People often ask about taking vitamins to help optimize their nutrition and to prevent illnesses or deficiencies.  Generally, adding vitamins is a good idea, since these are sources beyond their typical diet that may ‘fill in the gaps’, so to speak, in areas that we may be lacking adequate nutrients. Resent findings in nutrition suggest that supplementing with a multivitamin is prudent and may help adults and children generally fair better and show lower mortality rates.  In one study, 300 healthy children were divided into two groups that took a chocolate beverage, however, only one group had vitamins added to the drink containing B-vitamins such as B-12, folate and Vitamin C.   After 120 days, the children receiving the vitamin supplement showed enhanced micronutrient status as well as improved aerobic capacity.

Are Multivitamins Safe?

Generally, multivitamins have a remarkable track record of safety, especially compared to prescribed medications.  Several deaths in children have been reported who consuming too much of a multivitamin containing iron. In 2010 within the US,  71,000 reported exposures to various vitamin formulations resulted in 15 major reactions but no deaths; while in the same year, there were 38,329 drug overdose deaths.  Although, life-threatening reactions or associated deaths from taking a multivitamin is extremely rare, it is prudent to check with your physician if you are on medication prior to using a new product to reduce the risk of an adverse reaction.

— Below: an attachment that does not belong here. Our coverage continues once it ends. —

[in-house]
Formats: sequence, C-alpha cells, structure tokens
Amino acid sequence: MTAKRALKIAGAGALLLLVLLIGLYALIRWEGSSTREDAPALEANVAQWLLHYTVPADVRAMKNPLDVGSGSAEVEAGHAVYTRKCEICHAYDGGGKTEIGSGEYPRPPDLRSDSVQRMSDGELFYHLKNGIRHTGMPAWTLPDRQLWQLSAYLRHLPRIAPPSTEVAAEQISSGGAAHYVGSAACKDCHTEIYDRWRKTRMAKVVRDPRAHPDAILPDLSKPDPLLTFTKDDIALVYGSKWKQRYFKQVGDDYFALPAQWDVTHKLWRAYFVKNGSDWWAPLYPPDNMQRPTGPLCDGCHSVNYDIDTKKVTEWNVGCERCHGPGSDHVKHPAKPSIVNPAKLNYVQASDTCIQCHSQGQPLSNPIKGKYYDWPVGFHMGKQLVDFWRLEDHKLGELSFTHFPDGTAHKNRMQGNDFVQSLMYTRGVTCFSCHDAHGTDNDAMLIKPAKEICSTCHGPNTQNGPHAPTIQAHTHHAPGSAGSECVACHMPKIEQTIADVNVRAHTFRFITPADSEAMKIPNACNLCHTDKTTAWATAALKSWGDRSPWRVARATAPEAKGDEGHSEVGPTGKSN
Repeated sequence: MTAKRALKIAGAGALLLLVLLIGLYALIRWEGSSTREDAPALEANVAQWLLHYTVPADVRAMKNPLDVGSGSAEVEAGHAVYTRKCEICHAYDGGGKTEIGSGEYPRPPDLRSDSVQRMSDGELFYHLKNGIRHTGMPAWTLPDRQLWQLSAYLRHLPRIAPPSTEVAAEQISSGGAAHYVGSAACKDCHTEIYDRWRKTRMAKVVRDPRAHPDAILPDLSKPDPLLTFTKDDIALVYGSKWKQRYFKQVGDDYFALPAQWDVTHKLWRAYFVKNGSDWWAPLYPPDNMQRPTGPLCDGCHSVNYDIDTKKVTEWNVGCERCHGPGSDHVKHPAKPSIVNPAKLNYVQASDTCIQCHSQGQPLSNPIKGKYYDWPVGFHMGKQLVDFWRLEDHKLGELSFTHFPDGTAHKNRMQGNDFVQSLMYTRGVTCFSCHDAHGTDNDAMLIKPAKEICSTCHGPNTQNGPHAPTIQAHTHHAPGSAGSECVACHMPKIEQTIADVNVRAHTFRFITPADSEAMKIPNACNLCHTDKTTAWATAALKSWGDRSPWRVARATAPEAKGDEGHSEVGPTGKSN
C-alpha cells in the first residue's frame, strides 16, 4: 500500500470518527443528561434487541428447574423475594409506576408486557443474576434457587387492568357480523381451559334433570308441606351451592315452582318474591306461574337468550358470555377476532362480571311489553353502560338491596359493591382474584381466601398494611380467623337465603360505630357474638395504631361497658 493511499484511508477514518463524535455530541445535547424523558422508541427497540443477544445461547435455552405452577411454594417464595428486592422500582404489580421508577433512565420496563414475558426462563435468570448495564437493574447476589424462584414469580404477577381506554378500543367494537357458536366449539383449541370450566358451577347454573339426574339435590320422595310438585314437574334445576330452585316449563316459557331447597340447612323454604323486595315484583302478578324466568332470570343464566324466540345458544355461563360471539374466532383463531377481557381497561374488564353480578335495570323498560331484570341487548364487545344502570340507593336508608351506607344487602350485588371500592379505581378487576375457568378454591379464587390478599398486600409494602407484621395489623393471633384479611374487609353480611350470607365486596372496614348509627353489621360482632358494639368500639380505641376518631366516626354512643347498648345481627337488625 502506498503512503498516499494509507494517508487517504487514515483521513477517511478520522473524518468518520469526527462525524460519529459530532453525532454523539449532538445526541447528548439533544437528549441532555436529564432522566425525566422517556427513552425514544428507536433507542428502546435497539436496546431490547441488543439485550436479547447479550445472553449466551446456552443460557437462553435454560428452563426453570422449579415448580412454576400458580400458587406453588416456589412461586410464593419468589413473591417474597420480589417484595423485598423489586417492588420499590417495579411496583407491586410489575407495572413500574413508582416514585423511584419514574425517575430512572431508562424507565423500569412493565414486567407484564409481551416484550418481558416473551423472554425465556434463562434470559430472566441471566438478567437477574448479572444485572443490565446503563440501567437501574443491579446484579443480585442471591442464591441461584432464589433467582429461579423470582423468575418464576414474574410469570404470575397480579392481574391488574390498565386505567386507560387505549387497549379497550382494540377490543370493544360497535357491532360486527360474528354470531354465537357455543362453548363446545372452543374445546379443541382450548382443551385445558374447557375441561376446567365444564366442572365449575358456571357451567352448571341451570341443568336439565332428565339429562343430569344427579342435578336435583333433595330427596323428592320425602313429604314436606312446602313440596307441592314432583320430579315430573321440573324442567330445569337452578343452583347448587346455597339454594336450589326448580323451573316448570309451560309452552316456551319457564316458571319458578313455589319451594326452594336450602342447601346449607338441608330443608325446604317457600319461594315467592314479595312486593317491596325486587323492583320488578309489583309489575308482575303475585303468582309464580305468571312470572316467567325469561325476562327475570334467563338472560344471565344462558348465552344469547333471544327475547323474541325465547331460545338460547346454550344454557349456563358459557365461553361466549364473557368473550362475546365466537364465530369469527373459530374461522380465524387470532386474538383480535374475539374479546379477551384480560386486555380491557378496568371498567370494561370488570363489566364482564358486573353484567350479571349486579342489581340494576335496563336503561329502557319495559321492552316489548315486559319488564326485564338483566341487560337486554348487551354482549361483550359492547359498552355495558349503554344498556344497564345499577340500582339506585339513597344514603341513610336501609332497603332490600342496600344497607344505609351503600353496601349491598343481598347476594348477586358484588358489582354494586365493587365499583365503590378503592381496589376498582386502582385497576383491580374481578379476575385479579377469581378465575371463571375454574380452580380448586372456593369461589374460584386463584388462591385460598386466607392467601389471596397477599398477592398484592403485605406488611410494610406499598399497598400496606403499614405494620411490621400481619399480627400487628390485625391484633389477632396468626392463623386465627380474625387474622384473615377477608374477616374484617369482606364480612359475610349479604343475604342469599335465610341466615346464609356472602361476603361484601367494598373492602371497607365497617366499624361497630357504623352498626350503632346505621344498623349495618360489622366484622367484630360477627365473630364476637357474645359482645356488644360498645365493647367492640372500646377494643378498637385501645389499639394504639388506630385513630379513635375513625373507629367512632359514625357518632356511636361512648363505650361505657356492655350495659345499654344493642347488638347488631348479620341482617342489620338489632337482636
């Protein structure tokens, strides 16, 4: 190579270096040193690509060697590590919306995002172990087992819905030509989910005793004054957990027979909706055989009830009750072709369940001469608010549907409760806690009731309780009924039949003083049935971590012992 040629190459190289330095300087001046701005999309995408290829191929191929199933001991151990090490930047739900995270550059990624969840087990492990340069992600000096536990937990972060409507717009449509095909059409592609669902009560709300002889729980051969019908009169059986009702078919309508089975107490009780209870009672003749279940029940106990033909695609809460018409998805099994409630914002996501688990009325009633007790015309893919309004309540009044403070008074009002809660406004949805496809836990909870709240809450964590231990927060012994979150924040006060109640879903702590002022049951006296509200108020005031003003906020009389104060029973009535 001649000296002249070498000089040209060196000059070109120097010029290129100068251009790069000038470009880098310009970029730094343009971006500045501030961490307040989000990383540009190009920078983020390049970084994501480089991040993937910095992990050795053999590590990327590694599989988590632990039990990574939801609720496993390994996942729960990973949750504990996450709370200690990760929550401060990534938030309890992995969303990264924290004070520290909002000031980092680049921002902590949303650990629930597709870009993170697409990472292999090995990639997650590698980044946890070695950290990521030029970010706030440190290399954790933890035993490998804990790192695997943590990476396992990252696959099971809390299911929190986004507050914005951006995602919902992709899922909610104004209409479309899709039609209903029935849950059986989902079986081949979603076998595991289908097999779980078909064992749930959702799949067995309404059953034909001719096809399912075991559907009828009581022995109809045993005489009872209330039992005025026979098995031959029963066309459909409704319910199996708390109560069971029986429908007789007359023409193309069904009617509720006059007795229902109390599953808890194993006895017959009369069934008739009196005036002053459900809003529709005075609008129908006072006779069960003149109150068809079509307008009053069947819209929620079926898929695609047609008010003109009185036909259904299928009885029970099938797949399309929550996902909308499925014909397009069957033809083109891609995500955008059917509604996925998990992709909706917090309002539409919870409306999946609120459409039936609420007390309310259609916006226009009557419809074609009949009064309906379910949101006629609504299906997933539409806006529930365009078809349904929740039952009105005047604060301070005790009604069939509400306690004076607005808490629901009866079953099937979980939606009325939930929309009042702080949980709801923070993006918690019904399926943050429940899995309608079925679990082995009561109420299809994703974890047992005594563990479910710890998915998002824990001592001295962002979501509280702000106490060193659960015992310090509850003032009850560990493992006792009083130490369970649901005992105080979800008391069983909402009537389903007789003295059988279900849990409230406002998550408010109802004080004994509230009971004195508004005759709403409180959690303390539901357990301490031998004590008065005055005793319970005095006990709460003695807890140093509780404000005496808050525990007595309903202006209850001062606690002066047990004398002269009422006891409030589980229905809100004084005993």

What Type of Multivitamins Are Best?

People want to know not only what types of multivitamins are effective but the amount of vitamins they should take.  An independent group of scientists have made available information on multivitamins at  www.multivitaminguide.org  Refer to this link for a detailed rating of the quality and effectiveness of the available multivitamins. Surprisingly, the most widely marketed vitamins such as Centrum and One-A-Day are rated below what is recommended.  And the cheapest vitamins found at the large discount stores, like Wal-Mart, have the lowest ratings and are unlikely to be a significant help in providing quality nutrients.  So, some vitamin supplements are well worth buying and some are what doctors often say ‘a waste of money’; it depends on what you are getting.

One quick way to tell if the multivitamin product was designed primarily ‘for the sale’ rather than as a quality source of nutrition is the type of minerals it contains. For example, if it contains magnesium as an ‘oxide’ instead the “chelated” form (or linked to an amino acid) such as magnesium malate or glycinate, it may not be a quality product.  The oxide form is a cheaper form which is less useful to the cells.